By P. SOLOMON BANDA, Associated Press
DENVER (AP) — After weeks of secrecy surrounding the Colorado theater shooting case, most of the documents filed in court were released to the public on Friday.
One thing that came to light: The defense has a psychiatry expert on its defense team and plans to use him as an expert, giving further insight into a possible insanity defense by James Holmes.
Holmes, 24, faces 152 charges in the July 20 shooting at an Aurora movie theater during a special midnight showing of the new Batman movie, "The Dark Knight Rises." The attack killed 12 people and injured 58 others.
Defense attorneys claim Holmes is mentally ill and sought the help of a university psychiatrist before the shooting, raising the possibility that Holmes will plead not guilty by reason of insanity.
In court, prosecutors raised the prospect that Holmes was angry at the failure of a once promising academic career and stockpiled weapons, ammunition, tear gas grenades, and body armor as his research deteriorated and professors urged him to get into another profession. Chief Deputy District Attorney Karen Pearson said Holmes failed a key oral exam in June, was banned from campus and began to voluntarily withdraw from the school.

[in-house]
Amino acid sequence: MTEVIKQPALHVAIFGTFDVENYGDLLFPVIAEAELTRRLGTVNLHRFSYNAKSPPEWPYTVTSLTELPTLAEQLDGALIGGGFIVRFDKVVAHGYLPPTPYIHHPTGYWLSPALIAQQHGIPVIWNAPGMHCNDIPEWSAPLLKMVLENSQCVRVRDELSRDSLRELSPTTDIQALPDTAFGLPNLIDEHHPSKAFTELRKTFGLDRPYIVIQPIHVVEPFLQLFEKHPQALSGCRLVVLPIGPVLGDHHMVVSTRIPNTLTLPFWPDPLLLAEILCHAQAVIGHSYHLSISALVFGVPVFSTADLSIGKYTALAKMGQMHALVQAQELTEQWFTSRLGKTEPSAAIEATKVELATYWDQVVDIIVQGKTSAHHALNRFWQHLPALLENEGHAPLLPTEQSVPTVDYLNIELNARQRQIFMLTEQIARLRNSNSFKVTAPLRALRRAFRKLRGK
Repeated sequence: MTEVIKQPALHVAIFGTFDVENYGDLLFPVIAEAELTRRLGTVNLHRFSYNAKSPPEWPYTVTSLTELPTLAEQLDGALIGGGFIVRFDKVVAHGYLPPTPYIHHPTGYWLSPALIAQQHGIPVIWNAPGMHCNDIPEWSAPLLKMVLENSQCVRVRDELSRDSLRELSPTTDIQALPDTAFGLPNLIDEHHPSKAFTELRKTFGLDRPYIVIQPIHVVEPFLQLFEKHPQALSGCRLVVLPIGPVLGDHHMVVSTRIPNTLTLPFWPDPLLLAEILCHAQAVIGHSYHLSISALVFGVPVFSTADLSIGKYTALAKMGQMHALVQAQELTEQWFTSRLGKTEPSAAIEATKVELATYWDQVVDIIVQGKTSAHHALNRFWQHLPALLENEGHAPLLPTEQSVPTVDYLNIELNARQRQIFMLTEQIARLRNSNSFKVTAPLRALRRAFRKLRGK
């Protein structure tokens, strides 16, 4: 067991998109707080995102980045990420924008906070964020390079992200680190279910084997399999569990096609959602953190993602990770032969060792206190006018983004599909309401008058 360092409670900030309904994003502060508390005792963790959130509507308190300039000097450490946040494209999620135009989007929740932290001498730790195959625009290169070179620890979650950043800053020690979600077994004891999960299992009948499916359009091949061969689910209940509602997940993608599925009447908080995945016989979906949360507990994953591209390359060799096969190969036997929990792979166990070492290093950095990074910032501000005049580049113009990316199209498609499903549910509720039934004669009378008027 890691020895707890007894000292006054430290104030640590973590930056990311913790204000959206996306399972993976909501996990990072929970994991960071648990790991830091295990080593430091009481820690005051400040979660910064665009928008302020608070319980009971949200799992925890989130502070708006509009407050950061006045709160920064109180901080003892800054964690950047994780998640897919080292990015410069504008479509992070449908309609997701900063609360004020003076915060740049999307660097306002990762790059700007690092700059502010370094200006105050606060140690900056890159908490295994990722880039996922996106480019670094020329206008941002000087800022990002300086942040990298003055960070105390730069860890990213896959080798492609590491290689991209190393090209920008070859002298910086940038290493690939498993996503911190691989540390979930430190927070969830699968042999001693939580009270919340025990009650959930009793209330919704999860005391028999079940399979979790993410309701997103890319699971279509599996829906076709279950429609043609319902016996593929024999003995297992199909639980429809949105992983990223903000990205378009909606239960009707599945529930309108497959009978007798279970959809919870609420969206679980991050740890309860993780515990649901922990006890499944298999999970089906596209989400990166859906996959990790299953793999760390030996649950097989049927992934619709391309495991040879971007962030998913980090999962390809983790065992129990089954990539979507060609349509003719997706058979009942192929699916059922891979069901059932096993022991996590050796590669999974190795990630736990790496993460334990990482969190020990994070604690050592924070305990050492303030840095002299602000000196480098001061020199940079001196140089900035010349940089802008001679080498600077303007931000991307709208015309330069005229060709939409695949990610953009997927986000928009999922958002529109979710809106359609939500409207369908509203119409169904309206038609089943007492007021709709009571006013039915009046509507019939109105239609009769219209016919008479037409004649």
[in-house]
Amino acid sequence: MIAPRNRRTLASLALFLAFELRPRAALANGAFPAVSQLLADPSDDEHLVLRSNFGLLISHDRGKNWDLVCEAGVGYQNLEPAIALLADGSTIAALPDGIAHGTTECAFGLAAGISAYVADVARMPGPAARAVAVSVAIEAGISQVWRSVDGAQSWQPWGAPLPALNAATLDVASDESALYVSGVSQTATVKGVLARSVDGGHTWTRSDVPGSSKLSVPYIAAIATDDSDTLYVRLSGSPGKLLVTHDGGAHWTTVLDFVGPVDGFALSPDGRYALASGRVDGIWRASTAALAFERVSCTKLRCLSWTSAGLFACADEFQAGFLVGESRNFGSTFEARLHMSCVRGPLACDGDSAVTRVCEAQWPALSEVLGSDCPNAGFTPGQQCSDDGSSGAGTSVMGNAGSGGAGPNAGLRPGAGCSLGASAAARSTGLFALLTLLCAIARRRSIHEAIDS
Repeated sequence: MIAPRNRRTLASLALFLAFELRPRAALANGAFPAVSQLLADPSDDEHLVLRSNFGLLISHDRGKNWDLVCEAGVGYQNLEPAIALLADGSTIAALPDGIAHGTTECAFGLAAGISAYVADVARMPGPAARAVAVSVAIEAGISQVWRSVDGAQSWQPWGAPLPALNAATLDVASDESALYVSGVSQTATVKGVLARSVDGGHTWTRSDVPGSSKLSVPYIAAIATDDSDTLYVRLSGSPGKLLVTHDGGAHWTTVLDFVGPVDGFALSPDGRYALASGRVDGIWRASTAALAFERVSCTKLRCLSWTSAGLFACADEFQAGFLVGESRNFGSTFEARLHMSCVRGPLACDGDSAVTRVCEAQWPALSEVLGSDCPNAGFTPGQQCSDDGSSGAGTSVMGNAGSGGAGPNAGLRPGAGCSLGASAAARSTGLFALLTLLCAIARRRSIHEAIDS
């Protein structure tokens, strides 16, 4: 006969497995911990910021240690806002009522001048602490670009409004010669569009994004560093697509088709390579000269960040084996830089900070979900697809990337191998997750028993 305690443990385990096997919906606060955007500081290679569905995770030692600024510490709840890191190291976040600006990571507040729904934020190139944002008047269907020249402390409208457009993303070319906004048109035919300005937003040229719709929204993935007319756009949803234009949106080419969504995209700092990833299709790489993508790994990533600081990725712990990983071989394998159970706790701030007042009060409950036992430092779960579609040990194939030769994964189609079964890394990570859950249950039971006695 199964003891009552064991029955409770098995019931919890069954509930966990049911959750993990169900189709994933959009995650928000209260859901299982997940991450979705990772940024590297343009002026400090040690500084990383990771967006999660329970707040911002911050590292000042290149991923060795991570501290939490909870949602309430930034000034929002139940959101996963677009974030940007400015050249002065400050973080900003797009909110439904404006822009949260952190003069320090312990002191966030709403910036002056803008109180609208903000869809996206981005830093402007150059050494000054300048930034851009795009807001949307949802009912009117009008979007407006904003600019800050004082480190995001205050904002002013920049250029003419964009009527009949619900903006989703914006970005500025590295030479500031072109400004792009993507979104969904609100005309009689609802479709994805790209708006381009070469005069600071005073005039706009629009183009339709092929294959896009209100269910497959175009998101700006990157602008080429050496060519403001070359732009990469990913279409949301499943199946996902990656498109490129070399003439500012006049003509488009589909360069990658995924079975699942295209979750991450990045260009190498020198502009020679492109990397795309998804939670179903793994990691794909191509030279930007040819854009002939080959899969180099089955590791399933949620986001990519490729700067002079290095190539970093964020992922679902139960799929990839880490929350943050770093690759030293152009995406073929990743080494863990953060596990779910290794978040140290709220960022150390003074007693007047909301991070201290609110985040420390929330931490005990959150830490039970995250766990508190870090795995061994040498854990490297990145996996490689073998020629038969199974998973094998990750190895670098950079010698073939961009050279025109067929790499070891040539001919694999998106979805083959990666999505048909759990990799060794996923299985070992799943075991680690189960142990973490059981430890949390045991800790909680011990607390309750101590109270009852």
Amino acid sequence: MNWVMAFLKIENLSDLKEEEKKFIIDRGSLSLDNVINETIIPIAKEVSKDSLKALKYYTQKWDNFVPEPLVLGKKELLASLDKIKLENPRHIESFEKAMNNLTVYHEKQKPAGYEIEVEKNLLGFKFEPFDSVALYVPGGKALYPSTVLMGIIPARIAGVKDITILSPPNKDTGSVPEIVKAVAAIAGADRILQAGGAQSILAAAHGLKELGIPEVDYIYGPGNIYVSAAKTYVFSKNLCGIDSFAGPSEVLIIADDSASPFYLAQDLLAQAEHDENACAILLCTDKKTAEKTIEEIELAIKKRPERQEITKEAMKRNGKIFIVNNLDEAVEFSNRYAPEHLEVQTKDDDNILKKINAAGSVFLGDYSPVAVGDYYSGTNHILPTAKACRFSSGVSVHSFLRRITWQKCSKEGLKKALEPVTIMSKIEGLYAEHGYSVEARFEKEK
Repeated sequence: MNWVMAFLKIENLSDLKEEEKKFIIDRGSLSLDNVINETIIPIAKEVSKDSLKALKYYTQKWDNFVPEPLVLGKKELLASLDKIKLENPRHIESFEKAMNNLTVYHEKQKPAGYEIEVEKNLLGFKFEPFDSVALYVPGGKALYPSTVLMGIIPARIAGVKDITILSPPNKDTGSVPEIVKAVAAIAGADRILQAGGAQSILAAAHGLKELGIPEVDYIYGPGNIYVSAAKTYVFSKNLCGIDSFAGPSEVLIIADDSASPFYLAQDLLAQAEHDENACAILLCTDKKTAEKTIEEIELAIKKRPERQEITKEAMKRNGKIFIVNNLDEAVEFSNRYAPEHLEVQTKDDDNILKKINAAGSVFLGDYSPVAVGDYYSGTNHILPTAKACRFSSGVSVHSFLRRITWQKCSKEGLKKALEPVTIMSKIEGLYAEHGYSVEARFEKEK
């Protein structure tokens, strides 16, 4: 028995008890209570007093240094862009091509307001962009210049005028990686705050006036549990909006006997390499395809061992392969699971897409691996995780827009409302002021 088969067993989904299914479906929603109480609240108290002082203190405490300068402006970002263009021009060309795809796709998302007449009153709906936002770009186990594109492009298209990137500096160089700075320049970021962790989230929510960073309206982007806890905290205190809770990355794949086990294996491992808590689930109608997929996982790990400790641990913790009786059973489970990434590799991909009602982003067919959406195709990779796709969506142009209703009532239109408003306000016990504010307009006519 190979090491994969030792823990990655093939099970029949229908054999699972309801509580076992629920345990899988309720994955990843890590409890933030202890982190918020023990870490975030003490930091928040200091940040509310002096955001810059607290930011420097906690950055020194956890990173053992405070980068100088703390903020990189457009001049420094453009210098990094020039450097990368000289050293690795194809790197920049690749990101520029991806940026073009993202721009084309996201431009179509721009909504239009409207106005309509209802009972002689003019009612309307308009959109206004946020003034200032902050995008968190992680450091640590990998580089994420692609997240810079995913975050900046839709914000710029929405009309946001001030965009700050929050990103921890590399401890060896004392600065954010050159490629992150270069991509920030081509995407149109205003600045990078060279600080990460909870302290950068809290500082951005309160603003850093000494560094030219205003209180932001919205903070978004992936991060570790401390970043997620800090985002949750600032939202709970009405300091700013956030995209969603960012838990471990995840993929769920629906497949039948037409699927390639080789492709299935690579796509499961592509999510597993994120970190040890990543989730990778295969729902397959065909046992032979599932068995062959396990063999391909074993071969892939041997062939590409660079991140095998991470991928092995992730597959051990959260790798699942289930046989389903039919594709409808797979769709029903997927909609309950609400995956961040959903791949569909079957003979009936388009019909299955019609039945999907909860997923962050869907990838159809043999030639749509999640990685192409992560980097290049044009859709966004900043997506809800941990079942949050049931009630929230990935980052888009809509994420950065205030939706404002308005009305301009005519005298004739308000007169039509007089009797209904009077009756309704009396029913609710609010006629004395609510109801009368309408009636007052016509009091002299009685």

Key information in the case gleaned from previous court documents includes:
— Confirmation that Holmes sent a package to CU psychiatrist Lynne Fenton. In the document, defense attorneys Daniel King and Tamara Brady described Fenton as Holmes' psychiatrist, although prosecutors have said that their doctor-patient relationship ended on June 11, weeks before the attack. The package contains a notebook that reportedly includes descriptions and drawings of an attack, but Fenton said she never saw the notebook.
— Information from prosecutors that Holmes in March spoke with another student about killing people "when his life was over."
Prosecutors and defense attorneys had asked that court documents be sealed to preserve an ongoing investigation and protect Holmes' right to a fair trial. Sylvester ordered that some information in the documents that will be released have information blacked out to protect the identities of witnesses. Documents that won't be released include an arrest affidavit, which contains information about the investigation, as well as requests for search warrants and subpoenas.
In his order, Sylvester noted that some information contained in court documents had been divulged in court and placing limits on what's released balances the public's First Amendment rights to see the court file, and prosecutors' and defense attorneys' concerns.
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